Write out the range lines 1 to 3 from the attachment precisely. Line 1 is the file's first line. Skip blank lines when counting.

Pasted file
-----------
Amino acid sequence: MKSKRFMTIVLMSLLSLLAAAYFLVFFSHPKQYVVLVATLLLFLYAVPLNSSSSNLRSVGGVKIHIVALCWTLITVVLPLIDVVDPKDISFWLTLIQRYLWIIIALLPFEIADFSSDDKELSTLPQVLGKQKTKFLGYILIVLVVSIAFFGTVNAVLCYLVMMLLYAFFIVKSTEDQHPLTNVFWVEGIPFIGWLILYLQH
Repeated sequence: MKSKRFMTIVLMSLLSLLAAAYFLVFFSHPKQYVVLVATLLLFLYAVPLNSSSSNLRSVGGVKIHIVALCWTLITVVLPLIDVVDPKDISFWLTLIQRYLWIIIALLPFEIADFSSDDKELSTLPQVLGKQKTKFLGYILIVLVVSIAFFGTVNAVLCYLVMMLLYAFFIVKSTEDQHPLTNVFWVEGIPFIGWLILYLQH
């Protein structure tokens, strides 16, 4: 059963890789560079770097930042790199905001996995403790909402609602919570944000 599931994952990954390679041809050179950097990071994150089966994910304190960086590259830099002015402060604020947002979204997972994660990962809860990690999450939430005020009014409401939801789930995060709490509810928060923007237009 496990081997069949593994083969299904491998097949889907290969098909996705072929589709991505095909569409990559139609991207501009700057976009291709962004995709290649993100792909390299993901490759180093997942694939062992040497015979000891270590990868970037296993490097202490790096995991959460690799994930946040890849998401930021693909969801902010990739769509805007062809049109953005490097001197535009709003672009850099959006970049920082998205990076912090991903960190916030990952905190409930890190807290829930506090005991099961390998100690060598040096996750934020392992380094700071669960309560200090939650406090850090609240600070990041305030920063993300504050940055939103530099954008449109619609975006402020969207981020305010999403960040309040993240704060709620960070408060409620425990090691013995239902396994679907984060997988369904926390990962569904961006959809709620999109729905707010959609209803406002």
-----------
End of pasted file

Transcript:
Amino acid sequence: MKSKRFMTIVLMSLLSLLAAAYFLVFFSHPKQYVVLVATLLLFLYAVPLNSSSSNLRSVGGVKIHIVALCWTLITVVLPLIDVVDPKDISFWLTLIQRYLWIIIALLPFEIADFSSDDKELSTLPQVLGKQKTKFLGYILIVLVVSIAFFGTVNAVLCYLVMMLLYAFFIVKSTEDQHPLTNVFWVEGIPFIGWLILYLQH
Repeated sequence: MKSKRFMTIVLMSLLSLLAAAYFLVFFSHPKQYVVLVATLLLFLYAVPLNSSSSNLRSVGGVKIHIVALCWTLITVVLPLIDVVDPKDISFWLTLIQRYLWIIIALLPFEIADFSSDDKELSTLPQVLGKQKTKFLGYILIVLVVSIAFFGTVNAVLCYLVMMLLYAFFIVKSTEDQHPLTNVFWVEGIPFIGWLILYLQH
């Protein structure tokens, strides 16, 4: 059963890789560079770097930042790199905001996995403790909402609602919570944000 599931994952990954390679041809050179950097990071994150089966994910304190960086590259830099002015402060604020947002979204997972994660990962809860990690999450939430005020009014409401939801789930995060709490509810928060923007237009 496990081997069949593994083969299904491998097949889907290969098909996705072929589709991505095909569409990559139609991207501009700057976009291709962004995709290649993100792909390299993901490759180093997942694939062992040497015979000891270590990868970037296993490097202490790096995991959460690799994930946040890849998401930021693909969801902010990739769509805007062809049109953005490097001197535009709003672009850099959006970049920082998205990076912090991903960190916030990952905190409930890190807290829930506090005991099961390998100690060598040096996750934020392992380094700071669960309560200090939650406090850090609240600070990041305030920063993300504050940055939103530099954008449109619609975006402020969207981020305010999403960040309040993240704060709620960070408060409620425990090691013995239902396994679907984060997988369904926390990962569904961006959809709620999109729905707010959609209803406002």